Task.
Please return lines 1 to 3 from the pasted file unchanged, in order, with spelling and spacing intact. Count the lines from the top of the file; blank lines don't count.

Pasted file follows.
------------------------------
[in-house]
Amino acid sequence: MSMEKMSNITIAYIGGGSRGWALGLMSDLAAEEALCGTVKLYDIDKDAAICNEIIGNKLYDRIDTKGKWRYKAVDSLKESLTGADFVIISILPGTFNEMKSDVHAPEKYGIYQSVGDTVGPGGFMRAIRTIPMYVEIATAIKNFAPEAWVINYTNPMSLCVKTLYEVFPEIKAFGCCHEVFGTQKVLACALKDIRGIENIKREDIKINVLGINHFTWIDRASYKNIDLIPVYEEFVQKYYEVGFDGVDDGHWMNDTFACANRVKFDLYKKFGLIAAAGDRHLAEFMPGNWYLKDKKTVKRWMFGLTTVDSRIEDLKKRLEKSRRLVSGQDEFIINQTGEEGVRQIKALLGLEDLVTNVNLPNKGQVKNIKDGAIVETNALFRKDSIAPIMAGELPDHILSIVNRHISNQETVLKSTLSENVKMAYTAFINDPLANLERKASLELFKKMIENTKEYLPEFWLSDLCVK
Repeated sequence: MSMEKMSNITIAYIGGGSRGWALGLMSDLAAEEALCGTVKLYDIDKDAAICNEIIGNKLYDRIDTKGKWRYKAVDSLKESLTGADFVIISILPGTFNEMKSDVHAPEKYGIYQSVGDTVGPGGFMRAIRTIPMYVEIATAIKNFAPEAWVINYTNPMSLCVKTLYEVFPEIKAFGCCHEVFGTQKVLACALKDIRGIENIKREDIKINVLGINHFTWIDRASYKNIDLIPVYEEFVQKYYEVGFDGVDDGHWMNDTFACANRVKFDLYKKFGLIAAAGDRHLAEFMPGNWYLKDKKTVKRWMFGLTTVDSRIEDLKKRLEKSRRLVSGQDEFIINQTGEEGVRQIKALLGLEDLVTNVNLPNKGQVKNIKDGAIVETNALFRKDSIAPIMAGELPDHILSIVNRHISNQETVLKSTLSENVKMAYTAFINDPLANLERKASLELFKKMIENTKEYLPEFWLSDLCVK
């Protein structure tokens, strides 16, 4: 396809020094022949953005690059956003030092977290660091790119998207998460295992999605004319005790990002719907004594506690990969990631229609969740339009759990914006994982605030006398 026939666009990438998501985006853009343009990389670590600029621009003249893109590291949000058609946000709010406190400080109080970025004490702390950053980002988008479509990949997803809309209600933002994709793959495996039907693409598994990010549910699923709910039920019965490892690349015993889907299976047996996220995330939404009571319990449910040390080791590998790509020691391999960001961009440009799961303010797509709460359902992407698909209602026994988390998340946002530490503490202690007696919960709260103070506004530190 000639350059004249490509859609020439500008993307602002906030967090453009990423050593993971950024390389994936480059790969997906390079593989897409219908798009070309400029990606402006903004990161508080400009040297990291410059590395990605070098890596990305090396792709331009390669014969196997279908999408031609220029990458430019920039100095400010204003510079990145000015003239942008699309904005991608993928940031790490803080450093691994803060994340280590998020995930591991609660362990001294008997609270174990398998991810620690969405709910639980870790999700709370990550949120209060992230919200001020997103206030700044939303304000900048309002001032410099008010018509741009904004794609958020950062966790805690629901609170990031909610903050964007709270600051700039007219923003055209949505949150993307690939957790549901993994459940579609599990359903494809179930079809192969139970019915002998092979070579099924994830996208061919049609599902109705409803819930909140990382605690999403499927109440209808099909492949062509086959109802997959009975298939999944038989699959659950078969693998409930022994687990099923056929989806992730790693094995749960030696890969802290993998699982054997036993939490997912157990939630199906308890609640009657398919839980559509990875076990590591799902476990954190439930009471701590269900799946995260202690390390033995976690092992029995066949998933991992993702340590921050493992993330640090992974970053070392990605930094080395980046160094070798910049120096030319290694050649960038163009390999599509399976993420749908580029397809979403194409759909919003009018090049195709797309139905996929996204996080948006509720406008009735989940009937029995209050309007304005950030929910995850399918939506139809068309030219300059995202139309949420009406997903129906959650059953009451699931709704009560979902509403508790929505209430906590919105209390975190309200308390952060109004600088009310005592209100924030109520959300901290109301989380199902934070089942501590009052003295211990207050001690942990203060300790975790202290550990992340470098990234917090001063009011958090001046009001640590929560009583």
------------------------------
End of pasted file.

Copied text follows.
[in-house]
Amino acid sequence: MSMEKMSNITIAYIGGGSRGWALGLMSDLAAEEALCGTVKLYDIDKDAAICNEIIGNKLYDRIDTKGKWRYKAVDSLKESLTGADFVIISILPGTFNEMKSDVHAPEKYGIYQSVGDTVGPGGFMRAIRTIPMYVEIATAIKNFAPEAWVINYTNPMSLCVKTLYEVFPEIKAFGCCHEVFGTQKVLACALKDIRGIENIKREDIKINVLGINHFTWIDRASYKNIDLIPVYEEFVQKYYEVGFDGVDDGHWMNDTFACANRVKFDLYKKFGLIAAAGDRHLAEFMPGNWYLKDKKTVKRWMFGLTTVDSRIEDLKKRLEKSRRLVSGQDEFIINQTGEEGVRQIKALLGLEDLVTNVNLPNKGQVKNIKDGAIVETNALFRKDSIAPIMAGELPDHILSIVNRHISNQETVLKSTLSENVKMAYTAFINDPLANLERKASLELFKKMIENTKEYLPEFWLSDLCVK
Repeated sequence: MSMEKMSNITIAYIGGGSRGWALGLMSDLAAEEALCGTVKLYDIDKDAAICNEIIGNKLYDRIDTKGKWRYKAVDSLKESLTGADFVIISILPGTFNEMKSDVHAPEKYGIYQSVGDTVGPGGFMRAIRTIPMYVEIATAIKNFAPEAWVINYTNPMSLCVKTLYEVFPEIKAFGCCHEVFGTQKVLACALKDIRGIENIKREDIKINVLGINHFTWIDRASYKNIDLIPVYEEFVQKYYEVGFDGVDDGHWMNDTFACANRVKFDLYKKFGLIAAAGDRHLAEFMPGNWYLKDKKTVKRWMFGLTTVDSRIEDLKKRLEKSRRLVSGQDEFIINQTGEEGVRQIKALLGLEDLVTNVNLPNKGQVKNIKDGAIVETNALFRKDSIAPIMAGELPDHILSIVNRHISNQETVLKSTLSENVKMAYTAFINDPLANLERKASLELFKKMIENTKEYLPEFWLSDLCVK